Paraná seeks investors for ambitious railroad project

QUESTIONS AND ANSWERS: NORTH-SOUTH RAILROAD PROJECT - Programa de Parcerias  de Investimentos

Paraná state government is preparing to launch a very ambitious project: Nova Ferroeste, a R$30 billion railroad between Maracaju (Mato Grosso do Sul) and the Port of Paranaguá (Paraná). It is not yet clear whether there is an investor willing to finance such a high amount. Paraná expects to draw a foreign group, even in an election year. In the market, however, there is little confidence that the plan will get off of the drawing board at this moment.

Feasibility studies recently concluded indicated an internal rate of return of 11% and a 17-year payback period, within a 70-year contract. “The study indicates that the railway is highly viable in all aspects: operational, environmental and financial,” said Luiz Henrique Fagundes, CEO at Ferroeste, a state-owned company that operates a federal concession, from Cascavel to Guarapuava (both in Paraná). The railroad is already in operation, but it is restricted. The idea now is to expand it, reform the current structure and transfer everything to a private-sector company.

Nova Ferroeste would be 1,304 km long, from Maracaju to Paranaguá, with a branch to Foz do Iguaçu (Paraná). The investment includes R$24.3 billion for construction, R$4.3 billion in rolling stock and R$800 million in environmental compensation. There is also a plan for another branch to Chapecó (Santa Catarina), but that was not included in the recently completed study.

The goal is to hold the auction by mid-2022. The state government plans to conduct market surveys in December and open public consultations. The first version of the call for bids is expected for February 2022.

However, there are still things to be defined, which go beyond attracting an investor. There are at least two question marks. The first is legal modeling, which has not been decided. At first, the idea is to carry out the project under an authorization regime, says Mr. Fagundes.

Ferroeste has even made requests to the federal government to build the additional stretches (outside the concession) by authorization — a new regime in which the entrepreneur is fully responsible for the undertaking, without risk sharing or financial support from the government.

However, the arrangement is complex. There are doubts about how the state-owned company would tender the entire corridor, since part would be done under the authorization regime and the other part is already an existing concession, in which the federal government transferred the operation to Ferroeste. “I don’t know to what extent we are going to be able to evade the concession. One possibility is to sell the concession. By the laws being considered in Congress, we could transform everything into authorization.”

Another issue is that there is still no definitive federal law that allows the authorization model, although there is a Provisional Measure (MP) in effect. In parallel, there is also a bill on the matter. When contacted, the Ministry of Infrastructure said that authorizations granted during the validity of the MP are perfected legal acts and, if the project is approved, there will be legal certainty.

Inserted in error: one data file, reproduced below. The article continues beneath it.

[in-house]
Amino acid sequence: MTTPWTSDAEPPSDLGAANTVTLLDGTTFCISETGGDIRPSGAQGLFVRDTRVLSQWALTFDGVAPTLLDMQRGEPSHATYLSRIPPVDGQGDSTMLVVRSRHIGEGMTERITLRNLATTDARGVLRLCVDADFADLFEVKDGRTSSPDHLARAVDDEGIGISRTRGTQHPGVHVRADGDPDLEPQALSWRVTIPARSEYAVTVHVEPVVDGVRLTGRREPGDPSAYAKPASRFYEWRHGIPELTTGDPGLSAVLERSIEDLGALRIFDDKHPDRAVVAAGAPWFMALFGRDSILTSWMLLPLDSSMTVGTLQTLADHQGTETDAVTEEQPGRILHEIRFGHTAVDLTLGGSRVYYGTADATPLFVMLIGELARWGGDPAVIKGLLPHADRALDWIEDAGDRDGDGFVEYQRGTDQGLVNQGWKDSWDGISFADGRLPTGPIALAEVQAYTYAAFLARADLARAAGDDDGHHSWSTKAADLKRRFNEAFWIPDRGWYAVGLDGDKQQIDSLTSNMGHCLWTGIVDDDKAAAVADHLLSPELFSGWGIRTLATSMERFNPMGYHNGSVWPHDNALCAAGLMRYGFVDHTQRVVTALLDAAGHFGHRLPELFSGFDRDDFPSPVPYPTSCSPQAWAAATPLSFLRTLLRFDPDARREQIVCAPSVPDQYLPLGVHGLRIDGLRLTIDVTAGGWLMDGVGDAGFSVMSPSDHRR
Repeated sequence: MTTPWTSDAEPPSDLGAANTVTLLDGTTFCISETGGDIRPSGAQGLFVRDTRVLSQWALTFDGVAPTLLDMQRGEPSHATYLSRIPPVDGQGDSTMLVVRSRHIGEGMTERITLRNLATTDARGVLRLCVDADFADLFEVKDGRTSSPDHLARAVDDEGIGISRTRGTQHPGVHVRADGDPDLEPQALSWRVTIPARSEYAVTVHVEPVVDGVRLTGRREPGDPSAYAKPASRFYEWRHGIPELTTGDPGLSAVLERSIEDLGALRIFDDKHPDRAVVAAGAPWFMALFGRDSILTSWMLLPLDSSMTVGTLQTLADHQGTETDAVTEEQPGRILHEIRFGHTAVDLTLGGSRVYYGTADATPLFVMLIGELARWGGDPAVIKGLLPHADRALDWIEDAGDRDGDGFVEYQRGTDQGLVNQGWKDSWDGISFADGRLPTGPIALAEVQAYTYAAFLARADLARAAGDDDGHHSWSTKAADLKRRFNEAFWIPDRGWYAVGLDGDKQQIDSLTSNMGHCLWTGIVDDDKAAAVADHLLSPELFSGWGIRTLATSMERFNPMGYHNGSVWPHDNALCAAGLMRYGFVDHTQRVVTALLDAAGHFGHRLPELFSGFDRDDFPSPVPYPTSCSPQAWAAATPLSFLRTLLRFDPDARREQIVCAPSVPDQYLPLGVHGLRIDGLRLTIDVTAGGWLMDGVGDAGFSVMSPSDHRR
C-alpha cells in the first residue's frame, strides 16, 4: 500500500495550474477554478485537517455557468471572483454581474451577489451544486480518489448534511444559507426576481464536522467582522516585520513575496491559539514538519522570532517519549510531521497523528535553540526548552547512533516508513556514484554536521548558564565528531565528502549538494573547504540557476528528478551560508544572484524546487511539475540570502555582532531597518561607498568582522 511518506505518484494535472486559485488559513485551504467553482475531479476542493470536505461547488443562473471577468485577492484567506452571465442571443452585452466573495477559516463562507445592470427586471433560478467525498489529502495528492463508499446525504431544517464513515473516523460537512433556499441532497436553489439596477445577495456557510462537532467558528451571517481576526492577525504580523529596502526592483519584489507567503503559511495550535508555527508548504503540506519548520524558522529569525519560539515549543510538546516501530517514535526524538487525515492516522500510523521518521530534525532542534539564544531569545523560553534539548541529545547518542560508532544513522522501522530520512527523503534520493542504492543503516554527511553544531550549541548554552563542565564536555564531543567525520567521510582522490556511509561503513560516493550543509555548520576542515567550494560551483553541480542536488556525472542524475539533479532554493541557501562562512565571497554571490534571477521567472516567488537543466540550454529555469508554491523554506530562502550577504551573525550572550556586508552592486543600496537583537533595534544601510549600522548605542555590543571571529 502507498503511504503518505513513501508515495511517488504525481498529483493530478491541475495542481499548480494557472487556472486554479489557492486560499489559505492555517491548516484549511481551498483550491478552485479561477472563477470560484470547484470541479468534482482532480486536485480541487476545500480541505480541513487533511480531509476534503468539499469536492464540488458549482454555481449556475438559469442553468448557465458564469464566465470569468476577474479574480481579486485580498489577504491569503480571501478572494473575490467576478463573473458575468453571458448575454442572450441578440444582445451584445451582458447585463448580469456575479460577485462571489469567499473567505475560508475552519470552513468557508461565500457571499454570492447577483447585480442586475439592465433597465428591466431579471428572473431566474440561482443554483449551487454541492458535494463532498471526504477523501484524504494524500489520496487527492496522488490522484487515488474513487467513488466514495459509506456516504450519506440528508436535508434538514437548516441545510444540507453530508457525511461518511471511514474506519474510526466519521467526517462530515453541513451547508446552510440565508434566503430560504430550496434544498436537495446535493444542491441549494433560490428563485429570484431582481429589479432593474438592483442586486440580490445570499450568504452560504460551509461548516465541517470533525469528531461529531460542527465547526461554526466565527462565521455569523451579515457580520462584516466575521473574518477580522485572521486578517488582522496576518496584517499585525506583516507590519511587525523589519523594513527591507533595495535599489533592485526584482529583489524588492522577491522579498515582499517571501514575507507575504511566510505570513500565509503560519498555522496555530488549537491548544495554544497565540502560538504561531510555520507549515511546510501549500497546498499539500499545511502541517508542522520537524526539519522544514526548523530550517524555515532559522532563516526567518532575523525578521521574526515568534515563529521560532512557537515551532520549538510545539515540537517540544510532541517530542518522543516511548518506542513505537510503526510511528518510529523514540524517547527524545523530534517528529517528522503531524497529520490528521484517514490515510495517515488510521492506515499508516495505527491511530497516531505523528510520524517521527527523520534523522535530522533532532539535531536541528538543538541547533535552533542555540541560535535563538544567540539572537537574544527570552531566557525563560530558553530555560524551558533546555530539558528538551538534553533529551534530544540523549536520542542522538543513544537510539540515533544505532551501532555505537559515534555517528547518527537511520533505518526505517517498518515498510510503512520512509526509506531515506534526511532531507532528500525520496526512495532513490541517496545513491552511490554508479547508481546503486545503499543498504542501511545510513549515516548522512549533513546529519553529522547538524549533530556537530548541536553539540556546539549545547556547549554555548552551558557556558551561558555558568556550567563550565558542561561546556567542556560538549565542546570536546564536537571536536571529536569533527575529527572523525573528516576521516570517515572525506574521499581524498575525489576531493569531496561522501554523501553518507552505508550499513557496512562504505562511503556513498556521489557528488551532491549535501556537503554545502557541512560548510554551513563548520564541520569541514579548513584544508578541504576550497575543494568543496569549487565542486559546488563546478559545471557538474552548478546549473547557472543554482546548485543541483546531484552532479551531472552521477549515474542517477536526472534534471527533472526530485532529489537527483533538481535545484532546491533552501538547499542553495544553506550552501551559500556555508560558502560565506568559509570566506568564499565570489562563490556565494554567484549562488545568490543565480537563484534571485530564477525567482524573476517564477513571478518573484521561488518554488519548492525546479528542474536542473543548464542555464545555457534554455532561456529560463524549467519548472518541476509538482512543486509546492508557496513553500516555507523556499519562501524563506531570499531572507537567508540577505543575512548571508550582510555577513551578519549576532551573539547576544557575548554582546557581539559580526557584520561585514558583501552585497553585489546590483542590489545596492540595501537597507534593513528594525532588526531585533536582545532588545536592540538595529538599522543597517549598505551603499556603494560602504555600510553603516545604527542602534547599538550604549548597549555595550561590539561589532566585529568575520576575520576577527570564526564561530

Ferroeste works with the scenario that by the end of 2021, before the public consultation, the final standard will be approved. Mr. Fagundes says there is a plan B: carrying out the entire project as a sub-concession.

The second factor still pending is environmental licensing. Ferroeste has sought to speed up the process — the studies have already been completed and, in the next few days, they will be forwarded to federal environmental agency Ibama. The government wants to have a prior permit before the auction to provide more security.

In the market, there are doubts about the project’s feasibility, especially via authorization — without public funds or support. One source recalls that building a large-scale railroad is difficult even with taxpayer money, let alone without it. Another person, who also spoke on condition of anonymity, says that the authorization model tends to work more when the investor is the owner of the cargo or a operator already established in the country – but these would not be interested in the project.

For Bernardo Figueiredo, a former general director of ANTT (National Land Transport Agency), it is a good project, but one unlikely to materialize without taxpayer money. “It’s a necessary connection, which makes the greatest economic sense. My question is whether it will stand as a purely private-sector investment.” He observes that, in addition to financing, there is an enormous execution challenge in the work to descend from the mountains to the port. “It is a heavy, risky investment. It would need some government participation.”

Asked about the difficulty in attracting investors under these conditions, Mr. Fagundes says that he has had a positive return so far. “Investors go for what is good, the market knows how to identify opportunities. In some cultures, the issue of concession, of having reversible assets [returned to the government at the end of the contract], of rebalancing, is a trauma. The American, the Chinese don’t understand that. The authorization gives great comfort.”

The plan is for Nova Ferroeste to start being built by the mountain slope to the port of Paranaguá, so that revenue can already begin to be generated — in the first year of operation, 38 million tonnes are expected to be moved through it. With the railroad already mature, the perspective is that the capacity will reach 85 million tonnes per year. The main cargoes transported would be soy and corn, followed by soybean meal and animal protein.

Source: Valor international

https://valorinternational.globo.com/